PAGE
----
by John McGuckin
The process the Board of Governors uses to approve the State Bar's budget balances carefully the needs of programs to assist California's attorneys with the demands of the mandated functions designed to protect the public. It is important for bar members to understand that the annual budget process is far more businesslike than critics suggest.
Most activities, except for self-supporting programs like IOLTA and the bar exam, are financed through the general fund, which is sustained by membership dues. The board's final approval is only the last step in a year-long process, which begins with the filing of a baseline budget with the legislative analyst 12 months earlier.
The range of dues is set by the legislature, and the bar's budget is subject to scrutiny during the entire legislative process. This year's SB 60 review by the state auditor focuses in part on how the bar spends its money.
The budget process also is subject to intense internal inquiry. As in most businesses, the staff prepares most of the numbers and is responsible for operating within or below the budget. In 1991, the bar's management saved more than $2 million. In 1992-94, further cost-cutting techniques, such as deferred hiring and reduced travel, saved $1.5 million annually.
In 1994, the board undertook a major line-item fiscal review of the operating budget. In eight public hearings, a special budget committee cut $2.5 million and eliminated 23 positions. No part of the organization was exempt from scrutiny, although the board assumed that the many programs and services provided by the bar to our members and the public should be sustained, albeit more efficiently and cost-effectively.
In 1995, the board implemented the recommendations of an independent Discipline Evaluation Committee (DEC), eliminating another 21 positions. The entire Board of Governors also voted to support President Jim Towery's public commitment to a $20 dues reduction in 1997.
Against this background, the board's Administration & Finance Committee turned to the 1996 operating budget. We called in bar managers to respond to questions about particular programs, focusing on each budget increase over $10,000 and each change in full-time employee positions.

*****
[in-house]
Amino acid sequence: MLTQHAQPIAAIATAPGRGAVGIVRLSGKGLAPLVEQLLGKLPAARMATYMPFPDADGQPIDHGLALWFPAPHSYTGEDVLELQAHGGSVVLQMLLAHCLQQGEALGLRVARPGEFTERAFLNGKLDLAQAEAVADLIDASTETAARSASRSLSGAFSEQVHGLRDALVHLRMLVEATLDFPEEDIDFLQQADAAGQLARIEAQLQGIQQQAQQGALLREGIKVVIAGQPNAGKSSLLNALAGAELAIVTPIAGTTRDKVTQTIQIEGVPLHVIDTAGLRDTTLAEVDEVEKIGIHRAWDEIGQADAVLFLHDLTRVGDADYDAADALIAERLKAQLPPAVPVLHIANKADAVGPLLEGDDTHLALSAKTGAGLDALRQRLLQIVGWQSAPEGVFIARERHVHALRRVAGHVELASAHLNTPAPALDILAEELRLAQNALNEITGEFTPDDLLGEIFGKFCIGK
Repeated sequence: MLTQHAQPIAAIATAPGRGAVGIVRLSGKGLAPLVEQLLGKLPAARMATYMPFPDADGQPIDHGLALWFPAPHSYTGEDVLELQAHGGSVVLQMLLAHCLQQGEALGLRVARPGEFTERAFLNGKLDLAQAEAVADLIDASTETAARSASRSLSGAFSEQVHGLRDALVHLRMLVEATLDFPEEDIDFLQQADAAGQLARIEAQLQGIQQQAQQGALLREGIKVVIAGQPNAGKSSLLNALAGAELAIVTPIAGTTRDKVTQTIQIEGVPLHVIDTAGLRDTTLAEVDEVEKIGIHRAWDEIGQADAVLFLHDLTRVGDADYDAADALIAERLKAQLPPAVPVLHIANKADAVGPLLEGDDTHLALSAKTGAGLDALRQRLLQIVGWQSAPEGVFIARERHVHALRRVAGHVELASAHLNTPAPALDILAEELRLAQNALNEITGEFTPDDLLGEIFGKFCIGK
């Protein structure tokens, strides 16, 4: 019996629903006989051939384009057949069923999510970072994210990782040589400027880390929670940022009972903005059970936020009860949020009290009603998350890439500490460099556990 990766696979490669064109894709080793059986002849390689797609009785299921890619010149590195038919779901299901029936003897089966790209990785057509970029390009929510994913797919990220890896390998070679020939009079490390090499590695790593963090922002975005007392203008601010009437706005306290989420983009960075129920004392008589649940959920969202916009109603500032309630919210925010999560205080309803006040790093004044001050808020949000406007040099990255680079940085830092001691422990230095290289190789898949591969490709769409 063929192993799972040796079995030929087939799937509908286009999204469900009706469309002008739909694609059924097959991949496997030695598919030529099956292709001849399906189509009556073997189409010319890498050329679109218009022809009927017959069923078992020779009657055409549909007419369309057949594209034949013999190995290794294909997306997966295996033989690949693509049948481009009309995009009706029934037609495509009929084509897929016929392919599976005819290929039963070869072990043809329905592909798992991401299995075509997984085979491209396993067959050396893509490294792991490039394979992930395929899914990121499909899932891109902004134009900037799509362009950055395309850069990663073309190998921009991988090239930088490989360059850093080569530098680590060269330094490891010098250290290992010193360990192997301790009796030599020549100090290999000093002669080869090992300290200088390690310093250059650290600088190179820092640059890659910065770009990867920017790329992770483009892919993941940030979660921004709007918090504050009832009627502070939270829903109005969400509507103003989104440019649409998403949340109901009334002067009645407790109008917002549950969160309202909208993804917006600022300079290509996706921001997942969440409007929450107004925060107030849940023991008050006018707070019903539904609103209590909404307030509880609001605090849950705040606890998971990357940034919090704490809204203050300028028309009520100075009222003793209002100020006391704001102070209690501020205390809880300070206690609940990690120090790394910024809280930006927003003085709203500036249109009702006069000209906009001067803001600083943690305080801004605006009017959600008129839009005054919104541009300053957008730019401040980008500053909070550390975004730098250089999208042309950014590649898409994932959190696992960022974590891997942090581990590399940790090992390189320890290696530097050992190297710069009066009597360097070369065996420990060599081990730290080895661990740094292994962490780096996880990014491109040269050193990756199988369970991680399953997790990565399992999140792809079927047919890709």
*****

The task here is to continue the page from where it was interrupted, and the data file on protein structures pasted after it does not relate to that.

The 1996 budget was to be a carry-forward budget which reflected the cost-savings of the discipline re-engineering, the cost of the purchase of a new building in San Francisco and the implementation of the 1995 technology plan designed to facilitate and improve communications and services to members and the public.
The budget also had to reflect the costs of the plebiscite and audit required by SB 60 (Kopp). Although we have sought to implement the legislative mandate as cost-effectively as possible, the fact remains that these costs were imposed on the bar by outside sources.
The only major new program to be funded was the bar's advance onto the Internet, another far-reaching program which will be evaluated in the context of the cost savings to be realized in the future.
The board's determination to realize further savings is perhaps the most important process to carry over into the 1997 budget. Wherever possible, new or expanded programs must be funded at no additional cost to bar members. This scrutiny inevitably will be controversial because many important and successful bar programs are not and cannot be revenue neutral.
Nor are all bar expenditures foreseen. Recently, the bar has been asked by the Supreme Court, the Judicial Council and individual legislators to participate in task forces, hearings, study groups and committees addressing the standard of judicial review for arbitration decisions, the level of state oversight and certification for mediators, cameras in the courtroom and other post-O.J. reforms to the criminal system, a proposed business court and ways to encourage more qualified lawyers of color to seek judicial appointments.
We cannot refuse to participate in the debate on these important issues impacting California lawyers and the legal practice simply because they are unanticipated and unbudgeted.
The State Bar is not here to make a profit but to serve our members and protect the public. We cannot abandon a program or service simply because it fails to break even. We cannot refuse to address a problem or issue because it's unbudgeted. We can, however, approach the budget in a fiscally responsible and prudent manner.